World Malaria Day: New Resources for Addressing Malaria in Pregnancy

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By: Kayla McGowan, Project Coordinator, Women and Health Initiative, Harvard T.H. Chan School of Public Health

MiP-infographicWhile the number of deaths from malaria has declined around the world, malaria in pregnancy (MiP) continues to pose substantial health risks to pregnant women and newborns. MiP is a large contributor of global maternal deaths, and in sub-Saharan Africa, malaria infection in pregnancy accounts for approximately one in five stillbirths and one in ten newborn deaths. MiP can lead to other complications including anemia, prematurity and low birthweight.

As the number of malaria cases decreases in a country, reduced exposure can lead to delayed immunity—which may leave pregnant women facing increased risks. Furthermore, resistance to sulfadoxine–pyrimethamine, the most commonly used intermittent preventive treatment in pregnancy (IPTp) drug combination, as well as inadequate coverage of IPTp and insecticide-treated nets present key challenges to addressing MiP worldwide.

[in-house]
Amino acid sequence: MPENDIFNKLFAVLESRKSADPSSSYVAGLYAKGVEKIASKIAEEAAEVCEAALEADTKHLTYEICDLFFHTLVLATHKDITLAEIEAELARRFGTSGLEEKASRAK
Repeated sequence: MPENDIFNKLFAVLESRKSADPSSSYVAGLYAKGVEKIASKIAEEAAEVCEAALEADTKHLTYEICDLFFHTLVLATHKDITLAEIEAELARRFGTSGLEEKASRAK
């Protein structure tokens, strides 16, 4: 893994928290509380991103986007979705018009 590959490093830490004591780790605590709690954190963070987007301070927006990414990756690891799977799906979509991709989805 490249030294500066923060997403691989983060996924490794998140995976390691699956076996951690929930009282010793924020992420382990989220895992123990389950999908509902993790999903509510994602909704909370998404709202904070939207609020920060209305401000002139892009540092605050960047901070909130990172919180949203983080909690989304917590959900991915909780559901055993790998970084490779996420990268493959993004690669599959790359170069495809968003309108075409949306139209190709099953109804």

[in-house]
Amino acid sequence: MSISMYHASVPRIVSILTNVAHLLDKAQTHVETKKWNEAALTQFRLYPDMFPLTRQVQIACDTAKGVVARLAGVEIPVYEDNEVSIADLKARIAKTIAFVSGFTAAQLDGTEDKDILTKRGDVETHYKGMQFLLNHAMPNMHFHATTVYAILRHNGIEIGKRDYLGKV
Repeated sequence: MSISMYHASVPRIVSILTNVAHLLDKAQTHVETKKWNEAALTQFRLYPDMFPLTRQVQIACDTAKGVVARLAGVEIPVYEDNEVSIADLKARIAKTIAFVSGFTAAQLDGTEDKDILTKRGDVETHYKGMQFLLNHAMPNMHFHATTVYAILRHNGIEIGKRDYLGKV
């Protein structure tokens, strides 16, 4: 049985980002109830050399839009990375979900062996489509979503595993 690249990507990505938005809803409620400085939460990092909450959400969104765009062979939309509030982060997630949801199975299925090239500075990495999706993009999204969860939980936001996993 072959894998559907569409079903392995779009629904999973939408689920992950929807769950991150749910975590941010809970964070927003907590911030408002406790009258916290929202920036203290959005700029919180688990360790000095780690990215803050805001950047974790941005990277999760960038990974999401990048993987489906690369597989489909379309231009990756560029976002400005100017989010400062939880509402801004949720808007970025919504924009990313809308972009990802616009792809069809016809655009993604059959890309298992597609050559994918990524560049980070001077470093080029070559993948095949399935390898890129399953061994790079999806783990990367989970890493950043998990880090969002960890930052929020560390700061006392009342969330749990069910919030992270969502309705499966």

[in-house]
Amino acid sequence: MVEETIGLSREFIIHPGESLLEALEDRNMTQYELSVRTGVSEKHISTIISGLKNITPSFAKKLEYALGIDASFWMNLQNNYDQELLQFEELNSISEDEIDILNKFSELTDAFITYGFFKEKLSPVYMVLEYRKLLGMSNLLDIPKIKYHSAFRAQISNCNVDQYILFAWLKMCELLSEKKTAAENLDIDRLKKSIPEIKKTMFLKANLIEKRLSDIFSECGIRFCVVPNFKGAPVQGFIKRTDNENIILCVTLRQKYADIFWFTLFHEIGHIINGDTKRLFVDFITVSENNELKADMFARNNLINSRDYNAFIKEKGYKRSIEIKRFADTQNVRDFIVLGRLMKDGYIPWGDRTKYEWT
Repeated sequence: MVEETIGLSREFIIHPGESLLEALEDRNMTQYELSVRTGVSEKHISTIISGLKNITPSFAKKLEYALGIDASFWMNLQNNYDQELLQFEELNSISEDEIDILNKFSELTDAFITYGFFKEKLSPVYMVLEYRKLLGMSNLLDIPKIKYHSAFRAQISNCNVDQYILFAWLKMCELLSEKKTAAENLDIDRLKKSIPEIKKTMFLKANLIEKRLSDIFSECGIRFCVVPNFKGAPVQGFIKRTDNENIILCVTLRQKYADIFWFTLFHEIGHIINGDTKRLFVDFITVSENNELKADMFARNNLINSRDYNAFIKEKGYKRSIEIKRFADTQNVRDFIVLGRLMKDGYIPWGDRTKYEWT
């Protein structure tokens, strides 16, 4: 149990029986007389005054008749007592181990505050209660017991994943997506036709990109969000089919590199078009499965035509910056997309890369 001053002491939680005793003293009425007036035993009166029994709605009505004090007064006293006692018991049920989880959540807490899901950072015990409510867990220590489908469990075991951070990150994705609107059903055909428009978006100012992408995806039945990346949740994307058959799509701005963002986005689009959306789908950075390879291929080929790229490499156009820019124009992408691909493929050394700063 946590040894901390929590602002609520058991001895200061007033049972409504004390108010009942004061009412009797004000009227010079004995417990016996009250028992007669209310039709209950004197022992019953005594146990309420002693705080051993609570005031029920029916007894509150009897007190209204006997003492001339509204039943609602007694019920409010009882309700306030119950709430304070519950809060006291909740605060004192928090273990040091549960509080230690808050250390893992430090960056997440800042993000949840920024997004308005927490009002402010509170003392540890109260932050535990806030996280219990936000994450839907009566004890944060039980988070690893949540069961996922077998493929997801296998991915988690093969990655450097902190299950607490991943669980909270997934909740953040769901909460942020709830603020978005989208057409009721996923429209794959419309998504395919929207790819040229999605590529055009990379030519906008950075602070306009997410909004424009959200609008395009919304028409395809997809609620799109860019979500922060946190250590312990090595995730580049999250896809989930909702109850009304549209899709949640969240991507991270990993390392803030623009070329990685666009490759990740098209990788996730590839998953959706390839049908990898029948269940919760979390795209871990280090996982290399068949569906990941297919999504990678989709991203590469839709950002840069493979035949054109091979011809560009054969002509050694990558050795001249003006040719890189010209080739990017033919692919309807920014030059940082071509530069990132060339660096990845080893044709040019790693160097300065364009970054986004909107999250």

Sustained investment in MiP programs is crucial for ending preventable maternal and newborn deaths. New resources from the Maternal and Child Survival Program, the President’s Malaria Initiative and the Roll Back Malaria MiP Working Group provide guidance on preventing MiP in the context of the 2016 World Health Organization (WHO) recommendations on antenatal care (ANC) for a positive pregnancy experience.

Access these resources below:

*Implementing in the context of the Recommendations on Antenatal Care for a Positive Pregnancy Experience (WHO, 2016)

Malaria in Pregnancy tools to support program implementation:

Learn more about malaria in pregnancy>>

Check out the new Series from The Lancet | Malaria in pregnancy

Join the conversation on World Malaria Day using  #WorldMalariaDay and #ReadyToBeatMalaria

Read more from the World Health Organization | World Malaria Day 2018: Ready to beat malaria